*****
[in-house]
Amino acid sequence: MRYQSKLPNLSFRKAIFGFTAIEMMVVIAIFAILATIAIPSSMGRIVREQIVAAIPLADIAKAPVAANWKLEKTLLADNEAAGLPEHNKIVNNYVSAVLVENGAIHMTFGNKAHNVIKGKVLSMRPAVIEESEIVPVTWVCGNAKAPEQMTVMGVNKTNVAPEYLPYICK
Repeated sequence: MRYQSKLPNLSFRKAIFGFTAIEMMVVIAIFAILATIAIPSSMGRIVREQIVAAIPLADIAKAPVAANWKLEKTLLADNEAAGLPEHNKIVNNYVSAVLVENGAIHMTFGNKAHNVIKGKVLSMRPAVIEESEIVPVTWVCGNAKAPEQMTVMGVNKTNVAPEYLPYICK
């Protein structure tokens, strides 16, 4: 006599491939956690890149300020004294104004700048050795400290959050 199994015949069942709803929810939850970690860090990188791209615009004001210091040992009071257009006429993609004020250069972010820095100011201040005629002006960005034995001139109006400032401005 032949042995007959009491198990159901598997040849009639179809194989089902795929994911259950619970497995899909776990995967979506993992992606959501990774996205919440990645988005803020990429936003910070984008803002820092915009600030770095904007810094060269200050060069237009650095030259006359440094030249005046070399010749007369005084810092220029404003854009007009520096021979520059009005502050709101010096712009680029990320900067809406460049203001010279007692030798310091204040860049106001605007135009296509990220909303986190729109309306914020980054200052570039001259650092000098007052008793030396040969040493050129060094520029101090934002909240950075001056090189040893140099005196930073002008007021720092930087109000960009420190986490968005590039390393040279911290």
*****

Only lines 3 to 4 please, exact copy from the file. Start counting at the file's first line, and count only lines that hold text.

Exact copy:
Repeated sequence: MRYQSKLPNLSFRKAIFGFTAIEMMVVIAIFAILATIAIPSSMGRIVREQIVAAIPLADIAKAPVAANWKLEKTLLADNEAAGLPEHNKIVNNYVSAVLVENGAIHMTFGNKAHNVIKGKVLSMRPAVIEESEIVPVTWVCGNAKAPEQMTVMGVNKTNVAPEYLPYICK
């Protein structure tokens, strides 16, 4: 006599491939956690890149300020004294104004700048050795400290959050 199994015949069942709803929810939850970690860090990188791209615009004001210091040992009071257009006429993609004020250069972010820095100011201040005629002006960005034995001139109006400032401005 032949042995007959009491198990159901598997040849009639179809194989089902795929994911259950619970497995899909776990995967979506993992992606959501990774996205919440990645988005803020990429936003910070984008803002820092915009600030770095904007810094060269200050060069237009650095030259006359440094030249005046070399010749007369005084810092220029404003854009007009520096021979520059009005502050709101010096712009680029990320900067809406460049203001010279007692030798310091204040860049106001605007135009296509990220909303986190729109309306914020980054200052570039001259650092000098007052008793030396040969040493050129060094520029101090934002909240950075001056090189040893140099005196930073002008007021720092930087109000960009420190986490968005590039390393040279911290």